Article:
I have accumulated a bit more HK Land today at a share price of US$6.15 for 1,000 shares.
This is an average up position from my last purchase back in April which I wrote here
Part of the fund came from my recent divestment from UOL which I will talk about in more detail in the next portfolio review. So I am just shifting capital here.
The company recently reported their 1H results which surprisingly came above my expectations, albeit still weaker if compared year on year. I’d have expected a lot weaker sales from the residential segment, but they have surprised on the completion from China.
My way of analyzing this company is to focus on the underlying and recurring earnings, which technically strips out the fair value gains and the residential earnings, and then further see what is left with it. It’s a simpler method to do because the residential portion is something which is more lumpy in nature and difficult to forecast on the timeliness of the revenue recognition.
Underlying earnings per share for the first half came up to US$ 16.70 cents, which is 6% lower from the previous year on the back of a slightly weaker residential sales.
Do also note that 1H 15 earnings included a one-time write back of US$16m from its MCL’s projects so if we strip that out, we are looking at somewhere in line.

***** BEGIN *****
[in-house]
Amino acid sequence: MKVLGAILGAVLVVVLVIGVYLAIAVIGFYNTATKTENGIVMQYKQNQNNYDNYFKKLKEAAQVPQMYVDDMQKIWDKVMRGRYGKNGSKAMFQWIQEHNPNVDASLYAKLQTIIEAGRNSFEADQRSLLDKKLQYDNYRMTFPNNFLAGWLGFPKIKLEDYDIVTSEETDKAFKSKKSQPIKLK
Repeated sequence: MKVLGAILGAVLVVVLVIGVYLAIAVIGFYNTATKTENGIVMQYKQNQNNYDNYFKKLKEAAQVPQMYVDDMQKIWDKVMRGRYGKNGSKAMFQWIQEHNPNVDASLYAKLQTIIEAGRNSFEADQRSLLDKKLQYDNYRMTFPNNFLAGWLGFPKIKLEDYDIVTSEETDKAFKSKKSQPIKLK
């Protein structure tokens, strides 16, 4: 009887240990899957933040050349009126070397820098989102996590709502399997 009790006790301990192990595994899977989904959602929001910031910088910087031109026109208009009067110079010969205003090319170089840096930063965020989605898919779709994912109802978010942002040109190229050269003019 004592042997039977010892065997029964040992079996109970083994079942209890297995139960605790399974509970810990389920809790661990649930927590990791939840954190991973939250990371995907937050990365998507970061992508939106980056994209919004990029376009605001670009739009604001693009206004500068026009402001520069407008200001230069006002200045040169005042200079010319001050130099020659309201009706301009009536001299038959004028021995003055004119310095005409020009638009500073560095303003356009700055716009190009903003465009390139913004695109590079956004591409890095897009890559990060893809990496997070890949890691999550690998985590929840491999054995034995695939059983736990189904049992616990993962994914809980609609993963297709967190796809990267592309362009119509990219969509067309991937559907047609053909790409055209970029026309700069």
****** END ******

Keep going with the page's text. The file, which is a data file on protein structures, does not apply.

Commercial office rental earnings continue to outperform as there are tighter vacancy for Grade A offices in HK. Rental reversion for the first half amounted to 2% increase from HK$101/psf in 2015 to HK$103/psf in 2016. The current cap rates for the commercial properties in HK is currently at 3% but is expected to plateau at very tight levels, mainly due to the risk-on approach for delaying rate hikes.
I won’t be delusional here. There are potential downside to this, just like any other asset classes, so the risk is there.
The HK portfolio retail earnings dip slightly by 1% year on year from HK$218/psf to HK$216/psf in 2016.
The Singapore portfolio which comprises of both the office and retail earnings also took a slight dip in 2016 as the glut of office supply and weaker rental markets take precedence. We are already familiar with that from the Reits which are suffering from the same here.
I’ve updated the spreadsheet to include the 1H 2016 results.
Valuations still remain “cheap” compared to their 10 years long term mean. Cheap can remain cheap for a very long time. One only has to compare this to Wharf Holdings and New World Development listed in HK to understand what I mean.
I am expecting dividends for the year to remain at US$ 19 cents, which translates to about 3% yield at current price. The recurring income will be more than sufficient to pay out dividends comfortably. The company has also a strong balance sheet with net gearing of 8%. So I am not expecting any liquidity issues here.
China devaluation remains a risk since the business is in close proximity and directly related with China and the Yuan.
*Vested with 2,500 shares as of writing.